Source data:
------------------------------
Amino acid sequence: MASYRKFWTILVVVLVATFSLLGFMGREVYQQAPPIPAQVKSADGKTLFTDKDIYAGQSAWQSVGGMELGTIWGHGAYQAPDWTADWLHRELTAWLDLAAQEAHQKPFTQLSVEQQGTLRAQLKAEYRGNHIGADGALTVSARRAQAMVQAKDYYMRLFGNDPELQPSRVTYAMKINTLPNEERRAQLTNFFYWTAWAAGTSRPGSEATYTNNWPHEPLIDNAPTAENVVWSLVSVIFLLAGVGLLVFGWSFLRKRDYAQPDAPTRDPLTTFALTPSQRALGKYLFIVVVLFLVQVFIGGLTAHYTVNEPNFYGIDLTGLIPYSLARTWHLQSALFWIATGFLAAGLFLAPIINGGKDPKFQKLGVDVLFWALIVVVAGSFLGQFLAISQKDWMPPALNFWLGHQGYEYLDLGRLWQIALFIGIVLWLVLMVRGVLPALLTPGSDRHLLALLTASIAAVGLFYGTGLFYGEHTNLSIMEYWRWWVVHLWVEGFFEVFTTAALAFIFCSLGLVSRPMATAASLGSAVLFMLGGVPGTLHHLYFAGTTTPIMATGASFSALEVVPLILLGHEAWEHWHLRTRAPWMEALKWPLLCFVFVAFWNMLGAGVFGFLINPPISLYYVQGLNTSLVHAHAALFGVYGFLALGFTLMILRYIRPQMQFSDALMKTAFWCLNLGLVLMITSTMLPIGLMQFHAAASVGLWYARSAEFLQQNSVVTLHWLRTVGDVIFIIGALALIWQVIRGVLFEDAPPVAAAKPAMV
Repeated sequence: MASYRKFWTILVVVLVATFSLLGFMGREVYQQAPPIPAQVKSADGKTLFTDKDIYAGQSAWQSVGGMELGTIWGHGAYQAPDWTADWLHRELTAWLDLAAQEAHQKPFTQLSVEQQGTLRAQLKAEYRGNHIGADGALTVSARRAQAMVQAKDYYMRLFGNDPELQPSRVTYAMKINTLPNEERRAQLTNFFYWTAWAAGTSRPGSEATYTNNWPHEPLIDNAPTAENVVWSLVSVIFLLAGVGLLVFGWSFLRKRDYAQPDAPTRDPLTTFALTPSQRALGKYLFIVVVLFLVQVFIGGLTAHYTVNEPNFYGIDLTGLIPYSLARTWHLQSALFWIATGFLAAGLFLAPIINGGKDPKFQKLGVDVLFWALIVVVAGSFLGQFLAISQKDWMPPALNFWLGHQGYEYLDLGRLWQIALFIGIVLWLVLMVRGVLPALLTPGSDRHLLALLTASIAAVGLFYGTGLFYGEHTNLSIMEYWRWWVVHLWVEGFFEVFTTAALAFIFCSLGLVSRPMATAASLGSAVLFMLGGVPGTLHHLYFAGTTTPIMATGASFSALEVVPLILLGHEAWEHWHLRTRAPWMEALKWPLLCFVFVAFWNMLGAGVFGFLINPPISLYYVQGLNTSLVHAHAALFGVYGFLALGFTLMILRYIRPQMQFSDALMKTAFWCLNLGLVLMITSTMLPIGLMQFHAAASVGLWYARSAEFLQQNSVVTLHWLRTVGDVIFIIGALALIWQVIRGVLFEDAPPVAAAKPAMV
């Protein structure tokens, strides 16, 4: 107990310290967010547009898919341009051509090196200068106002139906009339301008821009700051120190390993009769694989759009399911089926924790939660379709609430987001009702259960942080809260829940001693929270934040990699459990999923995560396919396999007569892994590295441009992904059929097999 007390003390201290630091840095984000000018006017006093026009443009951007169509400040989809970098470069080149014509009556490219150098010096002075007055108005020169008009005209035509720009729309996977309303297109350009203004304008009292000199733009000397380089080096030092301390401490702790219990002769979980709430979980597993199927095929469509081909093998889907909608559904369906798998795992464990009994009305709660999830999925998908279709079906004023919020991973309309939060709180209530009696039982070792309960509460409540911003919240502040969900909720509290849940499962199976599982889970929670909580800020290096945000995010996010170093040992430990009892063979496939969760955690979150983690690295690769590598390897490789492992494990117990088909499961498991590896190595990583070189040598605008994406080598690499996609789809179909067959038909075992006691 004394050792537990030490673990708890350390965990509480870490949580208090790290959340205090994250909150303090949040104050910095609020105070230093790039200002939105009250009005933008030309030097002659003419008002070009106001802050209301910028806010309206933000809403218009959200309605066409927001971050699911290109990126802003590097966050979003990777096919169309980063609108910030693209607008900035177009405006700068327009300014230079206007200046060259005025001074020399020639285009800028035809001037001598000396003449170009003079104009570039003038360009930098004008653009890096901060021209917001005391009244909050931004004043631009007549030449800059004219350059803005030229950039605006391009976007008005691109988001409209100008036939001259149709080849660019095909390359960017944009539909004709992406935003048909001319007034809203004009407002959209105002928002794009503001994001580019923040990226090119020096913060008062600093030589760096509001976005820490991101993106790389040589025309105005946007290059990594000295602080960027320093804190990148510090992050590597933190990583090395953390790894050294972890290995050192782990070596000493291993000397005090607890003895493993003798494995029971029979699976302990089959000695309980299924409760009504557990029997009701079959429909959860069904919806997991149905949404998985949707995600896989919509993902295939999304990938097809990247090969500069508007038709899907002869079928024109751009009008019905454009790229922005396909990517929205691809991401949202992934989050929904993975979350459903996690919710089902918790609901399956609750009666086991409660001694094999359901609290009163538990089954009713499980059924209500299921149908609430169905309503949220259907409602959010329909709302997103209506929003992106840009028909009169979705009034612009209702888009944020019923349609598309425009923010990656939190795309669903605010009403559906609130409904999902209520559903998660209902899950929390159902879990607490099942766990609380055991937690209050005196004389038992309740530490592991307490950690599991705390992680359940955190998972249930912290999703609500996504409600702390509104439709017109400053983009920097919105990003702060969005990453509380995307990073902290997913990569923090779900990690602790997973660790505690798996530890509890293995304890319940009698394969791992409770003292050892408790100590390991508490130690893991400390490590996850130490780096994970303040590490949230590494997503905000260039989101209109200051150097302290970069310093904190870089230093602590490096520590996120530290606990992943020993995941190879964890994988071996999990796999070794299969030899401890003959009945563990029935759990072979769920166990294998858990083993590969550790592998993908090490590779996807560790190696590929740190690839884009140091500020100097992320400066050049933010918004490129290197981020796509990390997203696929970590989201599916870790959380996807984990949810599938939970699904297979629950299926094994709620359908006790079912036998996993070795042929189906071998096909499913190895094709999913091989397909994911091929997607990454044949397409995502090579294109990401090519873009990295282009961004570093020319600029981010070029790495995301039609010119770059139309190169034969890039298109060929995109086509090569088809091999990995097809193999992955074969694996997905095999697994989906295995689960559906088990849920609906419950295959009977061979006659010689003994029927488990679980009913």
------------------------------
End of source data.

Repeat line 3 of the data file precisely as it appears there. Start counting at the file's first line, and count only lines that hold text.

């Protein structure tokens, strides 16, 4: 107990310290967010547009898919341009051509090196200068106002139906009339301008821009700051120190390993009769694989759009399911089926924790939660379709609430987001009702259960942080809260829940001693929270934040990699459990999923995560396919396999007569892994590295441009992904059929097999 007390003390201290630091840095984000000018006017006093026009443009951007169509400040989809970098470069080149014509009556490219150098010096002075007055108005020169008009005209035509720009729309996977309303297109350009203004304008009292000199733009000397380089080096030092301390401490702790219990002769979980709430979980597993199927095929469509081909093998889907909608559904369906798998795992464990009994009305709660999830999925998908279709079906004023919020991973309309939060709180209530009696039982070792309960509460409540911003919240502040969900909720509290849940499962199976599982889970929670909580800020290096945000995010996010170093040992430990009892063979496939969760955690979150983690690295690769590598390897490789492992494990117990088909499961498991590896190595990583070189040598605008994406080598690499996609789809179909067959038909075992006691 004394050792537990030490673990708890350390965990509480870490949580208090790290959340205090994250909150303090949040104050910095609020105070230093790039200002939105009250009005933008030309030097002659003419008002070009106001802050209301910028806010309206933000809403218009959200309605066409927001971050699911290109990126802003590097966050979003990777096919169309980063609108910030693209607008900035177009405006700068327009300014230079206007200046060259005025001074020399020639285009800028035809001037001598000396003449170009003079104009570039003038360009930098004008653009890096901060021209917001005391009244909050931004004043631009007549030449800059004219350059803005030229950039605006391009976007008005691109988001409209100008036939001259149709080849660019095909390359960017944009539909004709992406935003048909001319007034809203004009407002959209105002928002794009503001994001580019923040990226090119020096913060008062600093030589760096509001976005820490991101993106790389040589025309105005946007290059990594000295602080960027320093804190990148510090992050590597933190990583090395953390790894050294972890290995050192782990070596000493291993000397005090607890003895493993003798494995029971029979699976302990089959000695309980299924409760009504557990029997009701079959429909959860069904919806997991149905949404998985949707995600896989919509993902295939999304990938097809990247090969500069508007038709899907002869079928024109751009009008019905454009790229922005396909990517929205691809991401949202992934989050929904993975979350459903996690919710089902918790609901399956609750009666086991409660001694094999359901609290009163538990089954009713499980059924209500299921149908609430169905309503949220259907409602959010329909709302997103209506929003992106840009028909009169979705009034612009209702888009944020019923349609598309425009923010990656939190795309669903605010009403559906609130409904999902209520559903998660209902899950929390159902879990607490099942766990609380055991937690209050005196004389038992309740530490592991307490950690599991705390992680359940955190998972249930912290999703609500996504409600702390509104439709017109400053983009920097919105990003702060969005990453509380995307990073902290997913990569923090779900990690602790997973660790505690798996530890509890293995304890319940009698394969791992409770003292050892408790100590390991508490130690893991400390490590996850130490780096994970303040590490949230590494997503905000260039989101209109200051150097302290970069310093904190870089230093602590490096520590996120530290606990992943020993995941190879964890994988071996999990796999070794299969030899401890003959009945563990029935759990072979769920166990294998858990083993590969550790592998993908090490590779996807560790190696590929740190690839884009140091500020100097992320400066050049933010918004490129290197981020796509990390997203696929970590989201599916870790959380996807984990949810599938939970699904297979629950299926094994709620359908006790079912036998996993070795042929189906071998096909499913190895094709999913091989397909994911091929997607990454044949397409995502090579294109990401090519873009990295282009961004570093020319600029981010070029790495995301039609010119770059139309190169034969890039298109060929995109086509090569088809091999990995097809193999992955074969694996997905095999697994989906295995689960559906088990849920609906419950295959009977061979006659010689003994029927488990679980009913």